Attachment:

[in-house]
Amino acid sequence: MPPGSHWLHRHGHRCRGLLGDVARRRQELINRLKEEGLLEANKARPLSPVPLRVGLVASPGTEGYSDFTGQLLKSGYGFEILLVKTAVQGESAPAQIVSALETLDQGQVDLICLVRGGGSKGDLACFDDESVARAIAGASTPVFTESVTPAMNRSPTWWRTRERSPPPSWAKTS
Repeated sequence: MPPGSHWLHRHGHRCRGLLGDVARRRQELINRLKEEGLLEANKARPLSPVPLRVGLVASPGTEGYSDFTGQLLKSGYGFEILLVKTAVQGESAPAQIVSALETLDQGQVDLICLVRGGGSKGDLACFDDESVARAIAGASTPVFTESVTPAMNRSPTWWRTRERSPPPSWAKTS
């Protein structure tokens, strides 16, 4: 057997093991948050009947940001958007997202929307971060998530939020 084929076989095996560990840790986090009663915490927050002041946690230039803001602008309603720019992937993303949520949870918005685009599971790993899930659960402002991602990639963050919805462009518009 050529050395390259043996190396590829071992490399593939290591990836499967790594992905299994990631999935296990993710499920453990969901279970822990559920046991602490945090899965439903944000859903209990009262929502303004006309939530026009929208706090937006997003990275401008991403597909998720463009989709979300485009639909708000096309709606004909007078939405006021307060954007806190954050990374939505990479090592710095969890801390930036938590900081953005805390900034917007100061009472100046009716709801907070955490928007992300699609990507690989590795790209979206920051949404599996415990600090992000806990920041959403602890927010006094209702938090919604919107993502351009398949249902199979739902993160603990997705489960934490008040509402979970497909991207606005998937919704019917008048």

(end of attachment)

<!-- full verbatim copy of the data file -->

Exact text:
[in-house]
Amino acid sequence: MPPGSHWLHRHGHRCRGLLGDVARRRQELINRLKEEGLLEANKARPLSPVPLRVGLVASPGTEGYSDFTGQLLKSGYGFEILLVKTAVQGESAPAQIVSALETLDQGQVDLICLVRGGGSKGDLACFDDESVARAIAGASTPVFTESVTPAMNRSPTWWRTRERSPPPSWAKTS
Repeated sequence: MPPGSHWLHRHGHRCRGLLGDVARRRQELINRLKEEGLLEANKARPLSPVPLRVGLVASPGTEGYSDFTGQLLKSGYGFEILLVKTAVQGESAPAQIVSALETLDQGQVDLICLVRGGGSKGDLACFDDESVARAIAGASTPVFTESVTPAMNRSPTWWRTRERSPPPSWAKTS
């Protein structure tokens, strides 16, 4: 057997093991948050009947940001958007997202929307971060998530939020 084929076989095996560990840790986090009663915490927050002041946690230039803001602008309603720019992937993303949520949870918005685009599971790993899930659960402002991602990639963050919805462009518009 050529050395390259043996190396590829071992490399593939290591990836499967790594992905299994990631999935296990993710499920453990969901279970822990559920046991602490945090899965439903944000859903209990009262929502303004006309939530026009929208706090937006997003990275401008991403597909998720463009989709979300485009639909708000096309709606004909007078939405006021307060954007806190954050990374939505990479090592710095969890801390930036938590900081953005805390900034917007100061009472100046009716709801907070955490928007992300699609990507690989590795790209979206920051949404599996415990600090992000806990920041959403602890927010006094209702938090919604919107993502351009398949249902199979739902993160603990997705489960934490008040509402979970497909991207606005998937919704019917008048």